WASHINGTON — Democrat Barack Obama rejected a retired general's suggestion that Republican John McCain's military experience didn't necessarily qualify him to be president, as GOP surrogates lined up to label the remarks indecent and disrespectful.
A day after retired Army Gen. Wesley Clark, now an Obama supporter, discussed McCain's experience as a Navy pilot and prisoner of war in Vietnam on a Sunday talk show, his remarks set off the pattern that has become familiar from innumerable earlier flaps over surrogate remarks during the presidential election year: The candidates, Obama and McCain, took the high road while the bare-knuckled language was left to their surrogates.
At a news conference here Monday, McCain himself said of Clark's comment, "That kind of thing is unnecessary" and distracts from real pocketbook issues voters care about.
About the same time, Obama told an audience in Independence, Mo., that McCain had "endured physical torment in service to our country" and "no one should ever devalue that service, especially for the sake of a political campaign, and that goes for supporters on both sides."
The latest dustup began on CBS's "Face the Nation." Clark, the former supreme commander of NATO under Bill Clinton, said McCain's military service was not the same as executive experience.
"In the matters of national security policy making, it's a matter of understanding risk," Clark said "It's a matter of gauging your opponents, and it's a matter of being held accountable. John McCain's never done any of that in his official positions. I certainly honor his service as a prisoner of war. He was a hero to me and to hundreds of thousands and millions of others in the armed forces, as a prisoner of war.
"He has been a voice on the Senate Armed Services Committee and he has traveled all over the world, but he hasn't held executive responsibility," Clark said. "That large squadron in the Navy that he commanded — that wasn't a wartime squadron."
Clark has said as much before, but drew little notice. CBS moderator Bob Schieffer cited Clark's earlier remarks and noted that Obama hadn't had those experiences either nor had he ridden in a fighter plane and been shot down. "Well, I don't think riding in a fighter plane and getting shot down is a qualification to be president," Clark replied.Video: Clark: Riding in a fighter plane not a qualification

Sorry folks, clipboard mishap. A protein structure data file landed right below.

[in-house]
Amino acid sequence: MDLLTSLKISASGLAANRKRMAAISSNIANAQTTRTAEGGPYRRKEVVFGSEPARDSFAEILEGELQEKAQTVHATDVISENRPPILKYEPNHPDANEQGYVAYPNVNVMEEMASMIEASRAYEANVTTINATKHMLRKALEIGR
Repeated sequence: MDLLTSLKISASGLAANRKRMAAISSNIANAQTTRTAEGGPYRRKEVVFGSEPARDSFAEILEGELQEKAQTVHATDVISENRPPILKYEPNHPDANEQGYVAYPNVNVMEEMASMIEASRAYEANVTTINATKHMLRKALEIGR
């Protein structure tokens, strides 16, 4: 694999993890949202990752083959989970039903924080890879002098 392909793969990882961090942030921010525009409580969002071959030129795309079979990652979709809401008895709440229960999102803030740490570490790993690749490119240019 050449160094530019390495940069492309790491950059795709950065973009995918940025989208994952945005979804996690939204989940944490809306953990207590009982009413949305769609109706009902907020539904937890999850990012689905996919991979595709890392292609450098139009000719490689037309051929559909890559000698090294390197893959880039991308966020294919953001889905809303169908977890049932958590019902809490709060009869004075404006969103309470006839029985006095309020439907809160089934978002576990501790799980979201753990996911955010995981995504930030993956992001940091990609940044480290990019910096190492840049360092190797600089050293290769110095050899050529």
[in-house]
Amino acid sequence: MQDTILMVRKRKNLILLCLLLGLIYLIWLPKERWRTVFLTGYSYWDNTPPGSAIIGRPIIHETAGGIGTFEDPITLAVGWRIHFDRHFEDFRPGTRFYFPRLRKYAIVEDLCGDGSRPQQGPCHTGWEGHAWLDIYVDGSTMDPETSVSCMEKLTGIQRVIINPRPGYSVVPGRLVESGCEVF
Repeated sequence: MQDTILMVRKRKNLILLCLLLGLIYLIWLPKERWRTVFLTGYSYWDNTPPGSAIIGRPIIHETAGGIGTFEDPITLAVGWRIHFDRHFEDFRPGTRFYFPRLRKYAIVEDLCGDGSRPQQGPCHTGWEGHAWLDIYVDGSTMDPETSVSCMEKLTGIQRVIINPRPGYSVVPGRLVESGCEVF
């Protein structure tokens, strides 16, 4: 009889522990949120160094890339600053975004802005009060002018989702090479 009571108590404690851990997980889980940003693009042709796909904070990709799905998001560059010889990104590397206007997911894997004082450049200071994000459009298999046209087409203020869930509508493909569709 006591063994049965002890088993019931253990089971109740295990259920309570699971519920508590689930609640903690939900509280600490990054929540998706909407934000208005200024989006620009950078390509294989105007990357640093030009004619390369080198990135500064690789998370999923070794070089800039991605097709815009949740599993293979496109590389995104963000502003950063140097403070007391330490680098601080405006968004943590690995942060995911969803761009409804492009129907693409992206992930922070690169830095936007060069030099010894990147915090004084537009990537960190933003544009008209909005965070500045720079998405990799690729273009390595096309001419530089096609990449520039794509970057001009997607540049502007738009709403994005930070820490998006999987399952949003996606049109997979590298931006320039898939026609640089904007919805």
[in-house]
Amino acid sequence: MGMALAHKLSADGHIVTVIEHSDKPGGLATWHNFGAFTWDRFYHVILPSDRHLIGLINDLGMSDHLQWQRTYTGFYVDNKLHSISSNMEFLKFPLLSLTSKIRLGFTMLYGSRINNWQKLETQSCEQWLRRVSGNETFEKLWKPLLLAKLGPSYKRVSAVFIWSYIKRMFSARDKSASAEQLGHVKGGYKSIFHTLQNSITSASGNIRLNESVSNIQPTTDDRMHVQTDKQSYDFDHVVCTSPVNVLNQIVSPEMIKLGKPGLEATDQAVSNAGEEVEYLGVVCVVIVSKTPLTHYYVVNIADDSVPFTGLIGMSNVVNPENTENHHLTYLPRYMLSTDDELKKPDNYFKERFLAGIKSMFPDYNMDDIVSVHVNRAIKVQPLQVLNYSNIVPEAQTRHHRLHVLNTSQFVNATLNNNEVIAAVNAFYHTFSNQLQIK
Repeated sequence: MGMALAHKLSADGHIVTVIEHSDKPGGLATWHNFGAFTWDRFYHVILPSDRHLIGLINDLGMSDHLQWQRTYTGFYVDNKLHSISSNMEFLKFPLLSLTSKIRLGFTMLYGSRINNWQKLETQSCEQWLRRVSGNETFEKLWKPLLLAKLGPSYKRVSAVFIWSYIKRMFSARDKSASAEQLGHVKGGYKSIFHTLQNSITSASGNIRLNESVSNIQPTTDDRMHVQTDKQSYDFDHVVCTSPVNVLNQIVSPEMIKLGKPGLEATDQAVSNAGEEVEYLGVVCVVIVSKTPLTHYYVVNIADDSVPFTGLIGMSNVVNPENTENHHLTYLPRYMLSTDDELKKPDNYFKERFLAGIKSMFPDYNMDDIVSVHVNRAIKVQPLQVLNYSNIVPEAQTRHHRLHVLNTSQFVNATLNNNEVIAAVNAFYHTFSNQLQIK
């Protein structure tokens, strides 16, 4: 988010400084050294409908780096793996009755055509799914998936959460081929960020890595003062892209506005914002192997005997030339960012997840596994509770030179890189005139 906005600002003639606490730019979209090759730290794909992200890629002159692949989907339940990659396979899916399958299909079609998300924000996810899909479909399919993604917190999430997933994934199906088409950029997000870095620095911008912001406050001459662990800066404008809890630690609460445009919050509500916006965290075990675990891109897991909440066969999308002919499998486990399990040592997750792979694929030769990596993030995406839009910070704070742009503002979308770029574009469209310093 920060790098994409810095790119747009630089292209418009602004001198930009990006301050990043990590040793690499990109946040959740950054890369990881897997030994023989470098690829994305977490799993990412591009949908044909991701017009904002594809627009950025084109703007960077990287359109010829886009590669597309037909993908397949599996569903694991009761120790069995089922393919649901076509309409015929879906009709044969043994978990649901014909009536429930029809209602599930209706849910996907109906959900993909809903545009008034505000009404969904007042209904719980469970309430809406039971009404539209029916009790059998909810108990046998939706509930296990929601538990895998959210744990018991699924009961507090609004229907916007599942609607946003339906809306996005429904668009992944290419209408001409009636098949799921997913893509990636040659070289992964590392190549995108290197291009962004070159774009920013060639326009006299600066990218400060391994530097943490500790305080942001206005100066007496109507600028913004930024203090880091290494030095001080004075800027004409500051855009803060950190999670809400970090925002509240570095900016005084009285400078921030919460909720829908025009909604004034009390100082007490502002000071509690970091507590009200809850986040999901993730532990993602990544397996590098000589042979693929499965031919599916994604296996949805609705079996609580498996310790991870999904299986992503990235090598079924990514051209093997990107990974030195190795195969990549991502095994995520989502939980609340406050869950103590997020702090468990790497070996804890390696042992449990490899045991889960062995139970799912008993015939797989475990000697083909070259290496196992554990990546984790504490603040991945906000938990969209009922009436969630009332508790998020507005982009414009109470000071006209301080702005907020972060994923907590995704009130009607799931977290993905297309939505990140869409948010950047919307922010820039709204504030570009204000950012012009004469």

At least five Republican senators and retired military officers — four on a conference call arranged by the McCain campaign — cried foul Monday, particularly over Clark's last line.
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"I was utterly shocked," Sen. John Warner, R-Va., told the conference call, " ... that he would in such a disrespectful way attack one of his fellow career military officers."
"Beyond comprehension ... further erosion of our nation's political discourse," said former Sen. Bob Dole, R-Kan., in a written statement.
"Complete silliness," retired Navy Lt. Cmdr. Carl Smith said on the call.
Retired Marine Lt. Col. Orson Swindle said Clark was "denigrating the character and the experience and the integrity and the performance" of McCain.
"A very indecent thing," said retired Air Force Col. Bud Day.
Day's appearance on the conference call spawned a new round of broadsides as the Democratic National Committee rushed to point out that Day had appeared in the so-called Swift Boat TV ads that cast aspersions during the 2004 election on the medals that Democratic presidential candidate John Kerry earned in Vietnam. Committee spokesman Damien LaVera said that McCain himself had called the Swift Boat ads "dishonest and dishonorable."
By comparison with these exchanges, the candidates were positively high-minded. Besides Obama's personal remarks disdaining criticism of McCain's military service, the campaign's spokesman, Bill Burton said, "Sen. Obama honors and respects Sen. McCain's service, and of course he rejects yesterday's statement by Gen. Clark."
McCain himself said, "If that's the kind of campaign Sen. Obama and his surrogates and supporters want to engage in, I understand that. But it doesn't reduce the price of gas by one penny. It doesn't achieve our energy independence or make it come any closer. Doesn't make any American stay in their home who's at risk of losing it today. And it certainly doesn't do anything to address the challenges Americans have in keeping their jobs, homes and supporting their families."
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